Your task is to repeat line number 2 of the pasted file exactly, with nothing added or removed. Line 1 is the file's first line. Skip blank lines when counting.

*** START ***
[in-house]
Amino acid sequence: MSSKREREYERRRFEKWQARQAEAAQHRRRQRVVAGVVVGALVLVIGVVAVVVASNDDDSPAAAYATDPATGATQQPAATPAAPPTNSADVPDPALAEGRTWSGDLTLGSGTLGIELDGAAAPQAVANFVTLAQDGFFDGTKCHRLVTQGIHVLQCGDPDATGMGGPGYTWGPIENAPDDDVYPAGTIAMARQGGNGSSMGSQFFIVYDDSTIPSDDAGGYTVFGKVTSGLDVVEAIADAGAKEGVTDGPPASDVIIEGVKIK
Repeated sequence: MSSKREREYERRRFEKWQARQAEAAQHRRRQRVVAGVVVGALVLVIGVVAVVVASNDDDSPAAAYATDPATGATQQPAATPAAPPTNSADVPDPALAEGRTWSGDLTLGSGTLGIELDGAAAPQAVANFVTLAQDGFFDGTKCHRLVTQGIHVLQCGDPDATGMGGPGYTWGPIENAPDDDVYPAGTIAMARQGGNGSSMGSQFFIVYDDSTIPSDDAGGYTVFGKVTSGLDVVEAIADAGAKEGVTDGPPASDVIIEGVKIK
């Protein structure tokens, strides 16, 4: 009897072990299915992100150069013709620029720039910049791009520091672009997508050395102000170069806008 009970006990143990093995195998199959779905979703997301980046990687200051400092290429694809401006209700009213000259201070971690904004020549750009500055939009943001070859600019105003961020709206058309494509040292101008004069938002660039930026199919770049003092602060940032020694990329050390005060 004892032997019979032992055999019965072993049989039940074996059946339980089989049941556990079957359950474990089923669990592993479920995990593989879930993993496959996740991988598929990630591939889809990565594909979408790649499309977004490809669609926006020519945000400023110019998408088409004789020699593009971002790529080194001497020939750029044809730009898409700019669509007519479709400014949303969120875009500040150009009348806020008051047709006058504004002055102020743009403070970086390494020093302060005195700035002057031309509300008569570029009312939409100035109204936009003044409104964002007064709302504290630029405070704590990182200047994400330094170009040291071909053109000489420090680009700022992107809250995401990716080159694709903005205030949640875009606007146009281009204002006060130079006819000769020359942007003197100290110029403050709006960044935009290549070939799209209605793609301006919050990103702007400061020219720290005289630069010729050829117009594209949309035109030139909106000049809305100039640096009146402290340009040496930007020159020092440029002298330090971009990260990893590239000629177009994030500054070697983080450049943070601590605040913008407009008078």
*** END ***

Amino acid sequence: MSSKREREYERRRFEKWQARQAEAAQHRRRQRVVAGVVVGALVLVIGVVAVVVASNDDDSPAAAYATDPATGATQQPAATPAAPPTNSADVPDPALAEGRTWSGDLTLGSGTLGIELDGAAAPQAVANFVTLAQDGFFDGTKCHRLVTQGIHVLQCGDPDATGMGGPGYTWGPIENAPDDDVYPAGTIAMARQGGNGSSMGSQFFIVYDDSTIPSDDAGGYTVFGKVTSGLDVVEAIADAGAKEGVTDGPPASDVIIEGVKIK